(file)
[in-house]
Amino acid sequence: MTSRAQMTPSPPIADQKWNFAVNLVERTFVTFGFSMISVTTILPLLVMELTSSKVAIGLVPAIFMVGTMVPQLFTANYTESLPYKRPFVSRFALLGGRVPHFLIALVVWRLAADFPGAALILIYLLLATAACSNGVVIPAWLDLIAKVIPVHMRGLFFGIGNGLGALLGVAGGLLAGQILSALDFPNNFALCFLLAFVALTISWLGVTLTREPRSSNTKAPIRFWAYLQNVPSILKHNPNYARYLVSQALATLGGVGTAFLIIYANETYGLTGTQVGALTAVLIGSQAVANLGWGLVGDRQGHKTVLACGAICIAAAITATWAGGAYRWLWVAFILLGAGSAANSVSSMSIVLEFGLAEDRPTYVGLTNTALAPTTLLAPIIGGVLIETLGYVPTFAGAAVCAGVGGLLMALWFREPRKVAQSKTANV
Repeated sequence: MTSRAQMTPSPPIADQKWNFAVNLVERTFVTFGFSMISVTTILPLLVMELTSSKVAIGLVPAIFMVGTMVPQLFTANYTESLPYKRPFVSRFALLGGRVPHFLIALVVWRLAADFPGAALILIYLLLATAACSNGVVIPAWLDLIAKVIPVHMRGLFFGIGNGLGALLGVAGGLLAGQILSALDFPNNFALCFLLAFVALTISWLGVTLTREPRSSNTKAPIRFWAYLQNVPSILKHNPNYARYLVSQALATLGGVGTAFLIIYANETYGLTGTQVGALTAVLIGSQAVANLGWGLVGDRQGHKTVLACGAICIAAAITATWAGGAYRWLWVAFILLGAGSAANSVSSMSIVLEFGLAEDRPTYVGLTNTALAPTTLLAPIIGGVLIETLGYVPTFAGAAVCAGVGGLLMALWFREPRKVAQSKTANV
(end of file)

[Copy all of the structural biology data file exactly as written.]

[in-house]
Amino acid sequence: MTSRAQMTPSPPIADQKWNFAVNLVERTFVTFGFSMISVTTILPLLVMELTSSKVAIGLVPAIFMVGTMVPQLFTANYTESLPYKRPFVSRFALLGGRVPHFLIALVVWRLAADFPGAALILIYLLLATAACSNGVVIPAWLDLIAKVIPVHMRGLFFGIGNGLGALLGVAGGLLAGQILSALDFPNNFALCFLLAFVALTISWLGVTLTREPRSSNTKAPIRFWAYLQNVPSILKHNPNYARYLVSQALATLGGVGTAFLIIYANETYGLTGTQVGALTAVLIGSQAVANLGWGLVGDRQGHKTVLACGAICIAAAITATWAGGAYRWLWVAFILLGAGSAANSVSSMSIVLEFGLAEDRPTYVGLTNTALAPTTLLAPIIGGVLIETLGYVPTFAGAAVCAGVGGLLMALWFREPRKVAQSKTANV
Repeated sequence: MTSRAQMTPSPPIADQKWNFAVNLVERTFVTFGFSMISVTTILPLLVMELTSSKVAIGLVPAIFMVGTMVPQLFTANYTESLPYKRPFVSRFALLGGRVPHFLIALVVWRLAADFPGAALILIYLLLATAACSNGVVIPAWLDLIAKVIPVHMRGLFFGIGNGLGALLGVAGGLLAGQILSALDFPNNFALCFLLAFVALTISWLGVTLTREPRSSNTKAPIRFWAYLQNVPSILKHNPNYARYLVSQALATLGGVGTAFLIIYANETYGLTGTQVGALTAVLIGSQAVANLGWGLVGDRQGHKTVLACGAICIAAAITATWAGGAYRWLWVAFILLGAGSAANSVSSMSIVLEFGLAEDRPTYVGLTNTALAPTTLLAPIIGGVLIETLGYVPTFAGAAVCAGVGGLLMALWFREPRKVAQSKTANV